Lyceum and Lawn Tennis Club

Lyceum and Lawn Tennis Club (1929–39: Lyceum) was a Cuban women's cultural, social, and physical fitness organization. Founded in 1929 in Havana, its first president was the journalist, suffragist and feminist, Berta Arocena de Martínez Márquez. The society established Cuba's first free public library, first children's library, and first course of instruction for librarians.

Early history edit

Modeled after similar Spanish women's social organizations,[1] the Lyceum was founded in Havana by Berta Arocena, Carmen Castellanos, Dulce María Castellanos, Carmelina Guanche, Rebeca Gutiérrez, Matilde Martínez Márquez, Lillian Mederos, Reneé Méndez Capote, Sarah Méndez Capote, María Teresa Moré, Alicia Santamaría, Ofelia Tomé, and María Josefa Vidaurreta in 1929. Arocena served as the first president.[2] Similar liberal and cultural societies[3] of the period included the Union Club and the Vedado Tennis Club, which likewise predominantly consisted of Cuban members.[4]

Merger edit

In 1939, Lyceum merged with "Tennis de Señoritas" and was renamed the Lyceum and Lawn Tennis Club. The organization's concentration included "education, public service, art, music, and democratic organization".[5] It published a monthly magazine, Revista Lyceum, of which Mirta Aguirre served as assistant editor-in-chief.[6] University of Havana professor Piedad Maza served as the magazine's editor-in-chief from 1949 until its final issue in 1955. The Lyceum founded the country's first free public library and Cuba's first children's library,[2] as well as offering the first librarian training class.[7] The Lyceum also hosted notable art events in its exhibition hall, such as those of Pablo Picasso (in 1942)[8] and Lourdes Gomez Franca (1957, 1960).[9]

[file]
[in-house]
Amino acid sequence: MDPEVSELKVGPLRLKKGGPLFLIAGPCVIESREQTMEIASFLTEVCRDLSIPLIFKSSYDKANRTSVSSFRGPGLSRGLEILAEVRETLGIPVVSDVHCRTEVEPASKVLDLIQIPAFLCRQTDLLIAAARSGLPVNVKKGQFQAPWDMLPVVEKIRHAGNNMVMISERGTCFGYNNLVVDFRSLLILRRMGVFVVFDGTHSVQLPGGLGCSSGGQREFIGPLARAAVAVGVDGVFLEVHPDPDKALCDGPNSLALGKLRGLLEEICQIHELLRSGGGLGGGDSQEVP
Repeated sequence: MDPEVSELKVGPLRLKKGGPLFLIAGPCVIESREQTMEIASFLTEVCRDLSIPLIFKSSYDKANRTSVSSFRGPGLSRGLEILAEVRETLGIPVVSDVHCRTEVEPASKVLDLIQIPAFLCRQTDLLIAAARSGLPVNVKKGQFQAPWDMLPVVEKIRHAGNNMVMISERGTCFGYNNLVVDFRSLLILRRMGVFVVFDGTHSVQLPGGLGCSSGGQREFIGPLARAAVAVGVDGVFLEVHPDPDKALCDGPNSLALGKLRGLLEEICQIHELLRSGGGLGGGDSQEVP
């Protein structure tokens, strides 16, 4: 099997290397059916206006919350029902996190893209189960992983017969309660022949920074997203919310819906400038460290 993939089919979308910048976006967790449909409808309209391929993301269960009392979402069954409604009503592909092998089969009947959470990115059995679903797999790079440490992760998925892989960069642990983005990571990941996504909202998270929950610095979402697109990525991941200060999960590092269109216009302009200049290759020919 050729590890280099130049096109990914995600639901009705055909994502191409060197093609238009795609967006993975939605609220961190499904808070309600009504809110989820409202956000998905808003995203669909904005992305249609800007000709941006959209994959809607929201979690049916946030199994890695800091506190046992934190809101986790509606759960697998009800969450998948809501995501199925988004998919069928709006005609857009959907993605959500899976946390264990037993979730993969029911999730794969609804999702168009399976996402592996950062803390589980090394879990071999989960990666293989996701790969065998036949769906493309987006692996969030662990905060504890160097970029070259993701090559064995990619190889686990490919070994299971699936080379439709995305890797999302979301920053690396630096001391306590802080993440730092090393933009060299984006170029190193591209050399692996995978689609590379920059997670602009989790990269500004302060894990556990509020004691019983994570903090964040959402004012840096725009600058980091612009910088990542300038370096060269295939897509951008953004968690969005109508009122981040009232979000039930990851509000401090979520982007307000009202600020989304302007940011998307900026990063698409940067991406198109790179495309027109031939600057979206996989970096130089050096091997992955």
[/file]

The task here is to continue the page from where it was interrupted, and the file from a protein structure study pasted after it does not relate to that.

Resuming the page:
Dissolution and legacy edit

The government of Fidel Castro disbanded the society in 1968 and many of its members were exiled to other countries.[2] The Cuban Women's Club (1968-), formed in Miami, Florida, US, is modeled after the Lyceum and Lawn Tennis Club.[10]

References edit

  1. ^ Stoner (2000), p. 80
  2. ^ a b c "Lyceum and Lawn Tennis Club (1929–1986)". University of Miami Libraries. Retrieved 28 November 2014.
  3. ^ Wedgeworth, Robert (January 1993). World Encyclopedia of Library and Information Services. American Library Association. p. 235. ISBN 978-0-8389-0609-5.
  4. ^ Scarpaci, Joseph L.; Segre, Roberto; Coyula, Mario (2002). Havana: Two Faces of the Antillean Metropolis. UNC Press Books. p. 109. ISBN 978-0-8078-5369-6.
  5. ^ Stoner, K. Lynn; Pérez, Luís Hipólito Serrano (January 2000). Cuban and Cuban-American Women: An Annotated Bibliography. Rowman & Littlefield. p. 80. ISBN 978-0-8420-2643-7.
  6. ^ Feeney, Megan J. (2008). Hollywood in Havana: Film Reception and Revolutionary Nationalism in Cuba Before 1959. ProQuest. p. 209. ISBN 978-0-549-80869-5.
  7. ^ Quinn, Mary Ellen (8 May 2014). Historical Dictionary of Librarianship. Rowman & Littlefield Publishers. p. 91. ISBN 978-0-8108-7545-6.
  8. ^ Carpentier, Alejo; Acosta, Luz Merino (January 2004). A puertas abiertas: textos críticos sobre arte español (in Spanish). Universidad Santiago de Compostela. p. 245. ISBN 978-84-9750-277-1.
  9. ^ Bosch, Lynette (October 30, 2004). Cuban-American Art In Miami: Exile, Identity And The Neo-Baroque. Lund Humphries. ISBN 9780853319078.
  10. ^ Ruiz, Vicki L.; Korrol, Virginia Sánchez (3 May 2006). Latinas in the United States, set: A Historical Encyclopedia. Indiana University Press. p. 183. ISBN 0-253-11169-2.